Tuesday, July 17, 2018

Do TCM doctors have a shorter life span than doctors of western medicine?

It's a common theme on the Internet of the Chinese language: "台湾中医比西医短命六七岁" (Taiwanese Traditional Chinese Medicine doctors have a shorter life span than doctors of western medicine by six to seven years). Like almost all popular articles written in Chinese, the source of claim is not verified. In this case, it's simply stated as "台湾《联合报》报道" (according to the report of Taiwanese United Daily News), or "根据台湾医学会最新调查" (according to the latest investigation of the Taiwanese Medical Society"), without giving a link.

After some Googling, I managed to locate the earliest webpage that carried this information. At blog.udn.com/giveman/4346332 posted at 2010/08/23 15:08, the blogger attributed this claim to the Taiwanese 衛生署 (Ministry of Health) and 婦產科醫學會 (Taiwanese Gynecological Society) by quoting a reporter by the name of 陳惠惠. Unfortunately, there's no further link. One week later, on 2010/8/30, Professor 黃文璋 (Wen-Jang Huang) of National University of Kaohsiung wrote that "雖未能找到台灣婦產科醫學會的調查報告,但在網路上查到..." (Although the investigative report by the Taiwanese Gynecological Society was not found, I searched and found on the Internet that ..."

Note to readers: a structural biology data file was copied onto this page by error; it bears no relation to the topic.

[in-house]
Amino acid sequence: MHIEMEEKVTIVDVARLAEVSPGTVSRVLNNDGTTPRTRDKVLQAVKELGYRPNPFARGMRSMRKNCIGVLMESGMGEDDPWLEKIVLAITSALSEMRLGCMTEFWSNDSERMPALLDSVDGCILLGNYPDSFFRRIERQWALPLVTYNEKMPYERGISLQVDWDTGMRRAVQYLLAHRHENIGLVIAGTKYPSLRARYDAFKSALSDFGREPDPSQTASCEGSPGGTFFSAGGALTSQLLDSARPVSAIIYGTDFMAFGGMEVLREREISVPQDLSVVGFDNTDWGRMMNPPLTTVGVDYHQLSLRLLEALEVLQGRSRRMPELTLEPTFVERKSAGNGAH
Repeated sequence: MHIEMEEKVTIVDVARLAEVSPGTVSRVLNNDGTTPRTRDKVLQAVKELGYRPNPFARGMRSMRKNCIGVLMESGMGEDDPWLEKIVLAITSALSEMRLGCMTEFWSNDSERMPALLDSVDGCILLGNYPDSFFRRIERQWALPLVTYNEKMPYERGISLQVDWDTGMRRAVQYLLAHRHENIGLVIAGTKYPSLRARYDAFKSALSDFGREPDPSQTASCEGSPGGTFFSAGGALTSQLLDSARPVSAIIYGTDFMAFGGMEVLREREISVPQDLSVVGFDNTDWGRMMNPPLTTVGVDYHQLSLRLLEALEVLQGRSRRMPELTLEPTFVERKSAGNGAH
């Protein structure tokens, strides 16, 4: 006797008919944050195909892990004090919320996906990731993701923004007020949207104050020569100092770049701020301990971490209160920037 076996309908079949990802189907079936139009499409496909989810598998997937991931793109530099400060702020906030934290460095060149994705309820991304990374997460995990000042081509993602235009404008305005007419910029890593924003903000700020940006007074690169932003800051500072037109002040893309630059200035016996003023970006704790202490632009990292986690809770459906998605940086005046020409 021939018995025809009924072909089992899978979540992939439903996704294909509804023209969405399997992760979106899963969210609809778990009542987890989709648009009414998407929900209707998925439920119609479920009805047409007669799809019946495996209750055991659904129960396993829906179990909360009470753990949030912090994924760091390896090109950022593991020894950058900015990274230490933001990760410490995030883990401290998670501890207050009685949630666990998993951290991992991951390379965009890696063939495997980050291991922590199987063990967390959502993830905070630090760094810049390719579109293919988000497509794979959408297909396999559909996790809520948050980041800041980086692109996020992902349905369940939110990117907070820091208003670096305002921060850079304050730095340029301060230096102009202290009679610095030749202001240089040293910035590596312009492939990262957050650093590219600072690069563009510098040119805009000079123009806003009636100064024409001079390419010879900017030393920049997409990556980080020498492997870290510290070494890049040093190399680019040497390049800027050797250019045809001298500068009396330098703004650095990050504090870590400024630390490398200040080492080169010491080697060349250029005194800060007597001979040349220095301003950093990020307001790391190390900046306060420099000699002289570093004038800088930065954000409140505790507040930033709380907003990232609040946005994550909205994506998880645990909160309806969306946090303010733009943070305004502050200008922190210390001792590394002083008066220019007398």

Literature search aside, the fact that a statement claiming that TCM doctors live shorter than non-TCM counterparts can quickly become popular and continue floating on the Internet for many years is an interesting one. Indeed, TCM is said to be strong at 养生 (maintaining health) and not so at medical treatment, as most people believe. Then, why would TCM practitioners themselves die younger? If that turns out to be true based on quality statistics, there may be one factor at play: TCM doctors are not fully appreciative of the toxicity of some ingredients (they know but choose to make light of them), or have not kept abreast of some latest studies (as in the case of 马兜铃酸 or aristolochic acid found to exist in much more herbs than previously thought).